A game that was in turn a soothing balm on a Canadiens fan sick and tired of this losing streak, and then a kick in the guts when the Lightning took the lead after scoring twice in 21 seconds in the third, finished as a possible turning point in the season, and in preparation for a meeting with the Bruins on January 1. The Canadiens needed a shootout to get it done, but they beat the Lightning 4-3 to put a stop to the mob clamour. For now. Possibly.
The RDS play-by-play team opined during the game that the acquisition of Ben Scrivens might have given backup goalie Mike Condon a source of motivation, might have put on a little pressure on him to perform. That may be, but I'm thinking the other way, that it actually removed some pressure, gave the kid a bit of confidence, that he won't have to carry the load all by himself, or with another youngster in Dustin Tokarski. Maybe having Ben Scrivens next to him in the dressing room, a guy who's seen it rain, will calm the kid and make it easier to focus on the job at hand.
He let in some groaners again tonight, but he got the job done. He stopped 36 out of 39 shots, and for the second game in a row put up a save percentage above .900, after roughly a dozen games under that benchmark. He battled, fought hard, made some key saves. He wasn't perfect, but neither were his teammates. And he can rest easy now, knowing that a veteran will take the crease against the Panthers, and he can have a day off and not be on the edge of his seat, trepidating that he'll have to sub in during the game.
The veterans stood up and were counted tonight, after being AWOL for a few games. Max Pacioretty, P.K. Subban, Andrei Markov, and Tomas Plekanec all got on the scoresheet. Max got the game-winning goal in the shootout. There were a few stumbles, a few glaring giveaways, but this was a step in the right direction.
Three situations were reviewed by the game officials. The first, on a goal by Ryan Callahan to make it 3-2 for Tampa, looked at whether Jonathan Marchessault interfered with Mike Condon. I thought it was clear that he did, effectively shoving him to one side and preventing him from sliding to his left to make a save. The Toronto bias against the Habs struck again, and the goal was declared valid.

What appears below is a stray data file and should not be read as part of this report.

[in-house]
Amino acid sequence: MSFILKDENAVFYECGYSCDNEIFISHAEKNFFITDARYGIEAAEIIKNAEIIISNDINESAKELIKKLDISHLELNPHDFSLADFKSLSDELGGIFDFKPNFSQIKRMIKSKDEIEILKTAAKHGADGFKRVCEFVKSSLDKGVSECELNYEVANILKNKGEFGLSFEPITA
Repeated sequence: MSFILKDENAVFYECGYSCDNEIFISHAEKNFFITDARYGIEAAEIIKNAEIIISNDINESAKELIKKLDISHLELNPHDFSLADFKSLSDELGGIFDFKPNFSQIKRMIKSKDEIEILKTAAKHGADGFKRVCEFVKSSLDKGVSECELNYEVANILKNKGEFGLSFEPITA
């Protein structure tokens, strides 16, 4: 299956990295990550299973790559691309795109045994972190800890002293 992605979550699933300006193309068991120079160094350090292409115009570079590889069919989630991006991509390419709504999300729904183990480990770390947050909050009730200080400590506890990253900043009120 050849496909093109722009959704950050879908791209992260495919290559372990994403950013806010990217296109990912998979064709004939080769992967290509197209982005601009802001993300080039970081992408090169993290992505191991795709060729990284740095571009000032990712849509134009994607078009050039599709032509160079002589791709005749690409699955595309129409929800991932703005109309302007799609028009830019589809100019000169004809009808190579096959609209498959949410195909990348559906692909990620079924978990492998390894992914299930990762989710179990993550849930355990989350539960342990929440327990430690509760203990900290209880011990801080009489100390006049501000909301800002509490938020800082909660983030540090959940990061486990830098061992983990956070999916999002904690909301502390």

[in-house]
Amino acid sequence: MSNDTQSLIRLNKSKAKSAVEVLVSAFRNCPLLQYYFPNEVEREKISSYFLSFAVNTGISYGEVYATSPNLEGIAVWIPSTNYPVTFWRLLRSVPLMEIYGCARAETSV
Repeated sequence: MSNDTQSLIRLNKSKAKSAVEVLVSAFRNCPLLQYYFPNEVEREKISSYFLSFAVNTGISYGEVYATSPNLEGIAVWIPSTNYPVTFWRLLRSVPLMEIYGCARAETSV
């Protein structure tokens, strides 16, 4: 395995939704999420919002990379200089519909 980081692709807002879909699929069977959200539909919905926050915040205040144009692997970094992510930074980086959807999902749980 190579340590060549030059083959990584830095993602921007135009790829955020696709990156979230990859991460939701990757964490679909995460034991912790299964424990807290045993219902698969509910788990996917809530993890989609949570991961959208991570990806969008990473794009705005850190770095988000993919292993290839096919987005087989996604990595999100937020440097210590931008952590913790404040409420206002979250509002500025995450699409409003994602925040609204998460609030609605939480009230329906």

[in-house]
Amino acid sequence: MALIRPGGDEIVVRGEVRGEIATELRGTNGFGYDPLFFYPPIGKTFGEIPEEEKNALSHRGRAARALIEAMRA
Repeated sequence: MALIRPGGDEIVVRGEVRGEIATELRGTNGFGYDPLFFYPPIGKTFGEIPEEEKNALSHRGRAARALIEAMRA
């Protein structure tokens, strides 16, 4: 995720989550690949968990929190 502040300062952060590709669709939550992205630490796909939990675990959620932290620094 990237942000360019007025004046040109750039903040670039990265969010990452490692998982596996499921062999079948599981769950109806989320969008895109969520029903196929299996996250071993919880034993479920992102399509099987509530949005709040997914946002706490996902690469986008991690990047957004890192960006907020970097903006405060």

The second was a play on which Dale Weise had clearly scored but the officials hadn't seen it. Play went on, the broadcast went to commercials, and we came back to the review and the replays that showed the puck over the line before Ben Bishop's pad shoved it out.
Jon Cooper immediately asked for a review on whether Dale had interfered with the goalie. The Canadiens forward had made contact with the Lightning keeper's stick, but he had been pushed in the back by Anton Stralman, and the officials let it stand, to my surprise.
We talked about how the Canadiens were often dominating in the shots and/or possession departments but losing games during this streak, and how they had to find a way to win, so we'll allow them this one without looking for too many warts. The minutiae would give us many reasons to nitpick, but we'll sharpen the knives another day.
It wouldn't do however to not mention the good showing of the Greg Pateryn and Mark Barberio, who played his first game as a Canadien. They both contributed according to their talent, their expected player profile. Greg was stout, dependable, and tough, and Mark Barberio was imaginative, free-wheeling with the puck and surgical with his passes, springing Paul Byron loose on a breakaway, even though he was closely checked by the two Tampa Bay defencemen. His pass was that accurate.
So we're on to Sunrise tomorrow, to play the Panthers, and gather momentum.